Is data digitisation only solution to tackle corruption in education?

Sadia Shaukat and

Nadia Siddiqui

Punjab School Education Department introduced the new feature of digitization of Teachers’ school transfer policy as a result of rationalisation to overcome the corruption, and facilitate our teachers to apply through e-portal. Before launching the internet based digital application portals, data on all public schools teachers’ background information were uploaded on Human Resource Management information system (HRMIS). Transfers applications were previously managed through manual procedures and often involved ‘safarish’ and several visits to the SED offices.

Punjab School Education Department paid attention to corruption and eliminated this factor through digitization of the system, however, they did not think about the consequences of teacher transfer either through rationalisation or promotion-based relocate from one school to another school. Considering the SED advertisement of recently introduced feature of E-transfer policy we contacted the SED for helping us to understand the E-transfer procedures based upon public school teachers’ request. Unfortunately, we being as researchers, not matter how secure we are in handling data, remained unsuccessful to convince the authorities of SED for sharing this public data. We could not even get access to anonymised or even aggregated data for analysing the patterns of teacher’s mobility. We launched the E-survey addressing the extent and patterns of teacher school transfer/mobility of public and private school teachers. 

Does teacher transfer

policy equalise educational


Research indicated that teachers in government schools change more schools compared with teachers in private schools. This is despite the implementation of merit-based transfer policy introduced in the last few years. Teacher retention in public schools is a challenge because many teachers faced difficulties of teaching in conditions where there was no support and resources available. SED department enforce extra duties on teachers which are not relevant with teaching such as Dengue control activities in school has caused teachers to spend their teaching time in implementation and collecting evidence to submit for inspection. These tasks are administrative and need additional staff resources and training rather than to be imposed on teachers. Teachers want to teach students and spend their time in preparing teaching activities. Cleaning school corridors and toilets need hiring staff who are paid for cleaning and management of such activities.  The school working environment are least attractive in hard to reach rural areas from where most teachers want transfer from. Many teachers feel professionally isolated and demotivated to work in schools where there are no support facilities, lack of professional development opportunities, and poor administration.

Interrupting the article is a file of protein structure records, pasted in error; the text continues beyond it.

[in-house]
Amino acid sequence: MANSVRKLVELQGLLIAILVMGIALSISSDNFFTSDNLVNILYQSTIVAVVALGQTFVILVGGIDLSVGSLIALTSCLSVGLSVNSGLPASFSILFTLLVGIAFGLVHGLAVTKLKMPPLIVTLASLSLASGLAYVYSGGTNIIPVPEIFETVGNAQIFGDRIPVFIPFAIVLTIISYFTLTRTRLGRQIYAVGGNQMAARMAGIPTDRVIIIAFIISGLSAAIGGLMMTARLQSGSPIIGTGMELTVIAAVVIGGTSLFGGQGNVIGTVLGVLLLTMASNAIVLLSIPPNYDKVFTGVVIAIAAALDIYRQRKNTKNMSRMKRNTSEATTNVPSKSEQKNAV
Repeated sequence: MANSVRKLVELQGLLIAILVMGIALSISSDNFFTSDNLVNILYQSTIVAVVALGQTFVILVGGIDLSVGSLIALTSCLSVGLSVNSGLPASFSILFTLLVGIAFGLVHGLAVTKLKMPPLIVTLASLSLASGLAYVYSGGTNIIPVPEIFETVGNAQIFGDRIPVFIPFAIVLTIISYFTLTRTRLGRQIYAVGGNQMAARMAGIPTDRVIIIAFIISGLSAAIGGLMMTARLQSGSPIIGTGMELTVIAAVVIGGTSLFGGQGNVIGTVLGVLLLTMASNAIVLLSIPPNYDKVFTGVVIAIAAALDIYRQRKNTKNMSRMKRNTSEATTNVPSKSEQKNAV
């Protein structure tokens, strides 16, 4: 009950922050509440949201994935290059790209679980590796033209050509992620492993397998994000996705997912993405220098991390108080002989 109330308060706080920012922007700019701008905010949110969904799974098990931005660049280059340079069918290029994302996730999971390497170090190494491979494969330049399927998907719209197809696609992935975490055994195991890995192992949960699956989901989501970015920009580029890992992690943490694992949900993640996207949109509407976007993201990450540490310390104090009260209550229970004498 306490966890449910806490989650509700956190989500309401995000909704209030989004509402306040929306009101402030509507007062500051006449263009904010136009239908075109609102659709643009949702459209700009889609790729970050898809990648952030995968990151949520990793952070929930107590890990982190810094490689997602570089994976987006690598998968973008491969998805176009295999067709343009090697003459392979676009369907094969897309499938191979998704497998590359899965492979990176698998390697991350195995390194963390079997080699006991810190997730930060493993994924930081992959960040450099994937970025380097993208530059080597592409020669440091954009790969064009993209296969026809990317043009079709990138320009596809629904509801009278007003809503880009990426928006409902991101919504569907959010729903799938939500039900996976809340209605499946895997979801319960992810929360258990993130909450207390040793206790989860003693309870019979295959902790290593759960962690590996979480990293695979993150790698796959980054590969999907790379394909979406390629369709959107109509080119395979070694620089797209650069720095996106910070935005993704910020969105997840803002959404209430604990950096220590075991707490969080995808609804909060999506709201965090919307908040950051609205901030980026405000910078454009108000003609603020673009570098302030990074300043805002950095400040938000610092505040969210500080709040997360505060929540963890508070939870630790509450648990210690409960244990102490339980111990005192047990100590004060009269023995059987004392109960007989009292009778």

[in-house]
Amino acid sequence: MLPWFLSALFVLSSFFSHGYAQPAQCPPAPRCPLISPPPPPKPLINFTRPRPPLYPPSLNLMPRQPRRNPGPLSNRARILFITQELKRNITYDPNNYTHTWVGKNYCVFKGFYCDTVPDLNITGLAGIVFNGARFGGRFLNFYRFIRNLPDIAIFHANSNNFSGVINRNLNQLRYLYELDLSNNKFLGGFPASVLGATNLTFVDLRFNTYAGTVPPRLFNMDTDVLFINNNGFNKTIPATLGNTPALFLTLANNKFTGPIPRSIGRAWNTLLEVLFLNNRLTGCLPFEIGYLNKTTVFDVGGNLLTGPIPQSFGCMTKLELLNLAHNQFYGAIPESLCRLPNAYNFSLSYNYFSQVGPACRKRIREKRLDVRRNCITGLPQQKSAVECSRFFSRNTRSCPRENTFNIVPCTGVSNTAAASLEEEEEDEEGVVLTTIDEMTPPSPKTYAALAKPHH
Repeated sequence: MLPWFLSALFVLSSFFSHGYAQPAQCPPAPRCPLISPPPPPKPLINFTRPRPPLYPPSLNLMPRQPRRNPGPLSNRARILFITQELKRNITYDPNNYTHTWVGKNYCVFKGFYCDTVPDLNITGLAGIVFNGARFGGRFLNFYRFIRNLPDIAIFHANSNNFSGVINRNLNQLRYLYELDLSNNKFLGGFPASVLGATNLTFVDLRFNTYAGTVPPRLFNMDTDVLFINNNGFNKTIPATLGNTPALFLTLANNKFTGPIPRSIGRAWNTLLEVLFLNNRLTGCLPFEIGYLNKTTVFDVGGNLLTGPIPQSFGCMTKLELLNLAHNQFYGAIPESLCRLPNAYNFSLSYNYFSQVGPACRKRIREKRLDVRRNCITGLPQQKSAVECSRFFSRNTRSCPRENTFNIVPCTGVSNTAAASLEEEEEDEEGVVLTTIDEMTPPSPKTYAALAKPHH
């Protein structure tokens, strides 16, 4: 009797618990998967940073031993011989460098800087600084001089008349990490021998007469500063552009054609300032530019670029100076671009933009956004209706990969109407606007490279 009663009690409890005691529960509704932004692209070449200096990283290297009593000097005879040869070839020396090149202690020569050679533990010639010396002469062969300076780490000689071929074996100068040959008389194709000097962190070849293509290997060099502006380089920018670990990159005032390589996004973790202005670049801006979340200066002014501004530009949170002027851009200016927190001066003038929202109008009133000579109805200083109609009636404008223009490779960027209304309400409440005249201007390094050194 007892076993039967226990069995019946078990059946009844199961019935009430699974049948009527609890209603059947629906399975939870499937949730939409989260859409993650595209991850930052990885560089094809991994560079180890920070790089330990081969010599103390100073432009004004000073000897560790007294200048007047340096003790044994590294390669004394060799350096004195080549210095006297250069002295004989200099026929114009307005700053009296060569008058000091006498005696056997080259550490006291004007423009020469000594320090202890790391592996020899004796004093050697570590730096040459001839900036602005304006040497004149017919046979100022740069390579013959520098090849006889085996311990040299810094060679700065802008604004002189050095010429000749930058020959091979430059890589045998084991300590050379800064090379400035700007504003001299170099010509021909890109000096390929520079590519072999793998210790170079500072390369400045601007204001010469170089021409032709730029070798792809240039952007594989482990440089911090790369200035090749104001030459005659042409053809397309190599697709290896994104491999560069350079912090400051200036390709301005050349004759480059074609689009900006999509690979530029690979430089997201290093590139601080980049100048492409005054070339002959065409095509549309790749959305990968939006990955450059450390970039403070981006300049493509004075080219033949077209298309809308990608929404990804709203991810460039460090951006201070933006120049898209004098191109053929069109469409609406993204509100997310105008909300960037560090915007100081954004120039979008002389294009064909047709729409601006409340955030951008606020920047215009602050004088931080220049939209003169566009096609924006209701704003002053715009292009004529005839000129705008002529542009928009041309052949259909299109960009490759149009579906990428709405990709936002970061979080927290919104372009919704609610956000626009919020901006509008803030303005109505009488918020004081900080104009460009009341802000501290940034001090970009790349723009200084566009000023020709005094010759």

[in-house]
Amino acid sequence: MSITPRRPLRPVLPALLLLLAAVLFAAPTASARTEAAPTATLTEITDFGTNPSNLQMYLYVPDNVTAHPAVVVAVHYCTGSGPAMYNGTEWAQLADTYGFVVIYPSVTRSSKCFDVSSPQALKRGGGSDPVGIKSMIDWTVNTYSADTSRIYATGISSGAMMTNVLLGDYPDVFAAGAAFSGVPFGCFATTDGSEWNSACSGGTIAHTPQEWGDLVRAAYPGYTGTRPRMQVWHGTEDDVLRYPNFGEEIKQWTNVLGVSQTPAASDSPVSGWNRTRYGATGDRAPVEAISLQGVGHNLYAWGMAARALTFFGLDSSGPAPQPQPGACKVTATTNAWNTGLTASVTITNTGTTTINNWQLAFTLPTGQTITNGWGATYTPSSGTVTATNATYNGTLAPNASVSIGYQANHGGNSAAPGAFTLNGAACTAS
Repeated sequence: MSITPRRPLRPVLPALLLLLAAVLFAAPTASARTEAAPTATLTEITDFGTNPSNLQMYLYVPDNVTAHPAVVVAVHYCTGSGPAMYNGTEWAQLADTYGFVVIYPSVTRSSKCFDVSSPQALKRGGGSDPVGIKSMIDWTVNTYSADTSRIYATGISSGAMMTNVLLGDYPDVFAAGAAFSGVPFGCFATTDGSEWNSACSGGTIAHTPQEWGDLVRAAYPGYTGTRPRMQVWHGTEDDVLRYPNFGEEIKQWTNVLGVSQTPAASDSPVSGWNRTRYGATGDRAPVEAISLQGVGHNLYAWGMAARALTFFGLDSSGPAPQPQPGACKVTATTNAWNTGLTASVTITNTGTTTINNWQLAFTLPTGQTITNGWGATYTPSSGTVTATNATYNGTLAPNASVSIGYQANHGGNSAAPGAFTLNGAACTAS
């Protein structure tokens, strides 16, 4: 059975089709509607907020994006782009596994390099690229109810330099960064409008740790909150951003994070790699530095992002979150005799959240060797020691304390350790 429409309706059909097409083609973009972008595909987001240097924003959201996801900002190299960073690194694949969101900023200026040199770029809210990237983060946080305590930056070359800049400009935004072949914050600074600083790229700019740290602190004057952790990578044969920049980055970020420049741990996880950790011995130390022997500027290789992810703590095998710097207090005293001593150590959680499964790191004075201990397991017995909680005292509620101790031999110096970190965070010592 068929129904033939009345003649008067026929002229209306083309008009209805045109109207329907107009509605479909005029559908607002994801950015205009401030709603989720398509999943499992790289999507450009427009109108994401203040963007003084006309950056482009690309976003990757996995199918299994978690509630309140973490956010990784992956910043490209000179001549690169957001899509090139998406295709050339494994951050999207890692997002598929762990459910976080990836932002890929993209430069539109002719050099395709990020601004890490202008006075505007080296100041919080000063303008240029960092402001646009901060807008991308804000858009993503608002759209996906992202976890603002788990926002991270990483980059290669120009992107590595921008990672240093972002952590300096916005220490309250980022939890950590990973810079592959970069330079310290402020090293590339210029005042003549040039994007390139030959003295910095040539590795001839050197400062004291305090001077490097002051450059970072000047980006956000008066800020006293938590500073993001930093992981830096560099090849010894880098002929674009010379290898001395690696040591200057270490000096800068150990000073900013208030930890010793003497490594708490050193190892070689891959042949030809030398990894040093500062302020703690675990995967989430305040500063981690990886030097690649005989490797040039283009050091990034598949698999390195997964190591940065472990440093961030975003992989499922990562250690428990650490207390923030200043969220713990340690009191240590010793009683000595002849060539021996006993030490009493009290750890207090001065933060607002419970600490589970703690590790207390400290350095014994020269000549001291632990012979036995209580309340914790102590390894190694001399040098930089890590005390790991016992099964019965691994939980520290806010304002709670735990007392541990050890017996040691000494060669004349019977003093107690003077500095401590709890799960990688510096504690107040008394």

Punjab School Education imposed decision of teacher rationalisation to relocate teachers considering that this will overcome teacher shortage in rural schools. Teachers reported serious concerns that they were not happy to move from their school to another school and believed such policies just cause anxiety, dissatisfaction with teaching career, and feeling of instability and commitment with profession. Rather than pondering over the consequences of transfer policies, Punjab SED could have done some research before its implementation. The role of school conditions is crucial for teacher retention. If schools are not fully resourced and teachers do not have accessible means to deliver teaching then most likely teachers would want to move from those schools. Some teachers are deployed in areas where travelling to school is the main challenge. No one would want a job where reaching in time is a struggle every day and in case of women if it is an unsafe journey.  These reasons impact their potential at work and teaching performance. As a result of imposed transfer due to rationalisation criteria if teachers don’t get the desired environment to work with high satisfaction and later also decide to quit the job particularly female teachers to leave teaching profession that they aspired in the beginning of their career.